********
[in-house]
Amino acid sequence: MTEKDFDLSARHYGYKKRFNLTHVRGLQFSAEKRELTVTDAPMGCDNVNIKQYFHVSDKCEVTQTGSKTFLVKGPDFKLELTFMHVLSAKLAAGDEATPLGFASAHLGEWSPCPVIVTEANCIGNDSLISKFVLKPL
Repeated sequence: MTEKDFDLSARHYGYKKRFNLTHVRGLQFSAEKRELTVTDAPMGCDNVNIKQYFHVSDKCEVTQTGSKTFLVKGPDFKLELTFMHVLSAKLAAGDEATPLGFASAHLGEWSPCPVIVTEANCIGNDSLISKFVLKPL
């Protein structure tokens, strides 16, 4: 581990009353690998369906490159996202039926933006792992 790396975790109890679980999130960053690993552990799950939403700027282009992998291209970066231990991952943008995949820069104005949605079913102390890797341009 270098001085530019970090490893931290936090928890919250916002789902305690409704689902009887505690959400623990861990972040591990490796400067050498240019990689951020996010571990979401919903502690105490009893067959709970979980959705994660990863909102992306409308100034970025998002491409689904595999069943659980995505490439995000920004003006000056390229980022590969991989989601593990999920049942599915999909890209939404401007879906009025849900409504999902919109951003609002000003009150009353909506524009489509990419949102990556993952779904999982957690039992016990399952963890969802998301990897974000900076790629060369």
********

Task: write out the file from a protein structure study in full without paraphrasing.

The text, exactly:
[in-house]
Amino acid sequence: MTEKDFDLSARHYGYKKRFNLTHVRGLQFSAEKRELTVTDAPMGCDNVNIKQYFHVSDKCEVTQTGSKTFLVKGPDFKLELTFMHVLSAKLAAGDEATPLGFASAHLGEWSPCPVIVTEANCIGNDSLISKFVLKPL
Repeated sequence: MTEKDFDLSARHYGYKKRFNLTHVRGLQFSAEKRELTVTDAPMGCDNVNIKQYFHVSDKCEVTQTGSKTFLVKGPDFKLELTFMHVLSAKLAAGDEATPLGFASAHLGEWSPCPVIVTEANCIGNDSLISKFVLKPL
């Protein structure tokens, strides 16, 4: 581990009353690998369906490159996202039926933006792992 790396975790109890679980999130960053690993552990799950939403700027282009992998291209970066231990991952943008995949820069104005949605079913102390890797341009 270098001085530019970090490893931290936090928890919250916002789902305690409704689902009887505690959400623990861990972040591990490796400067050498240019990689951020996010571990979401919903502690105490009893067959709970979980959705994660990863909102992306409308100034970025998002491409689904595999069943659980995505490439995000920004003006000056390229980022590969991989989601593990999920049942599915999909890209939404401007879906009025849900409504999902919109951003609002000003009150009353909506524009489509990419949102990556993952779904999982957690039992016990399952963890969802998301990897974000900076790629060369």